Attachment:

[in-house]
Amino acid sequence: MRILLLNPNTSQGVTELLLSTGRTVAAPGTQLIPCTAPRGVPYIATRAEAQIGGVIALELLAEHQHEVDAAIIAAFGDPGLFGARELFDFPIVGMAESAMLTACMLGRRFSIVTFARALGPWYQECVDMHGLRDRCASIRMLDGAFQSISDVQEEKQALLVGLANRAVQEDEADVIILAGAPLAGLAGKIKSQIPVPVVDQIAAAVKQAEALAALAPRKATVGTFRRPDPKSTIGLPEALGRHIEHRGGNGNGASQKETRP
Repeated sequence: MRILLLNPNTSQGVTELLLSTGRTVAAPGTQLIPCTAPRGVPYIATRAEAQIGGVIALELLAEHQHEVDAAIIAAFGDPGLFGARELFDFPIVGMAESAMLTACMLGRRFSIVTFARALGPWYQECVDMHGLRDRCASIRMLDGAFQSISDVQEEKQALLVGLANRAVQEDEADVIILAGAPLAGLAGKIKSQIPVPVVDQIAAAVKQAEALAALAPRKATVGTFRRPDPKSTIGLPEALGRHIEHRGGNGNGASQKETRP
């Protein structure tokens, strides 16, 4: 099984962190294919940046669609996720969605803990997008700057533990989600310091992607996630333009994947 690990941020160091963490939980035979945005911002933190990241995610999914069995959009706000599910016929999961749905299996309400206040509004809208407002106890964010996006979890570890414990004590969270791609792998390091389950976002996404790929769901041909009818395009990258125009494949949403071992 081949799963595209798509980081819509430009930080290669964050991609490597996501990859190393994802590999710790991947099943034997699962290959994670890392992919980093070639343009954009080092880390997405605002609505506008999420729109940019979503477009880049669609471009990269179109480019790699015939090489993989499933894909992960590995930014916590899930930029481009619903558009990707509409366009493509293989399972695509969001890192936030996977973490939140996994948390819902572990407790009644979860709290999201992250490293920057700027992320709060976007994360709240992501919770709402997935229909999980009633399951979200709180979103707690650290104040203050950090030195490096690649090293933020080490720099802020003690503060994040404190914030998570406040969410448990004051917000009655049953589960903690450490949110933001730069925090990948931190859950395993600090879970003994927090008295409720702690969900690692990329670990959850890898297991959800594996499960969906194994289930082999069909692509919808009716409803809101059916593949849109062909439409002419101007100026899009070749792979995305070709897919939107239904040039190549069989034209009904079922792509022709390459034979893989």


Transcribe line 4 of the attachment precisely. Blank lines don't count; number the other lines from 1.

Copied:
């Protein structure tokens, strides 16, 4: 099984962190294919940046669609996720969605803990997008700057533990989600310091992607996630333009994947 690990941020160091963490939980035979945005911002933190990241995610999914069995959009706000599910016929999961749905299996309400206040509004809208407002106890964010996006979890570890414990004590969270791609792998390091389950976002996404790929769901041909009818395009990258125009494949949403071992 081949799963595209798509980081819509430009930080290669964050991609490597996501990859190393994802590999710790991947099943034997699962290959994670890392992919980093070639343009954009080092880390997405605002609505506008999420729109940019979503477009880049669609471009990269179109480019790699015939090489993989499933894909992960590995930014916590899930930029481009619903558009990707509409366009493509293989399972695509969001890192936030996977973490939140996994948390819902572990407790009644979860709290999201992250490293920057700027992320709060976007994360709240992501919770709402997935229909999980009633399951979200709180979103707690650290104040203050950090030195490096690649090293933020080490720099802020003690503060994040404190914030998570406040969410448990004051917000009655049953589960903690450490949110933001730069925090990948931190859950395993600090879970003994927090008295409720702690969900690692990329670990959850890898297991959800594996499960969906194994289930082999069909692509919808009716409803809101059916593949849109062909439409002419101007100026899009070749792979995305070709897919939107239904040039190549069989034209009904079922792509022709390459034979893989």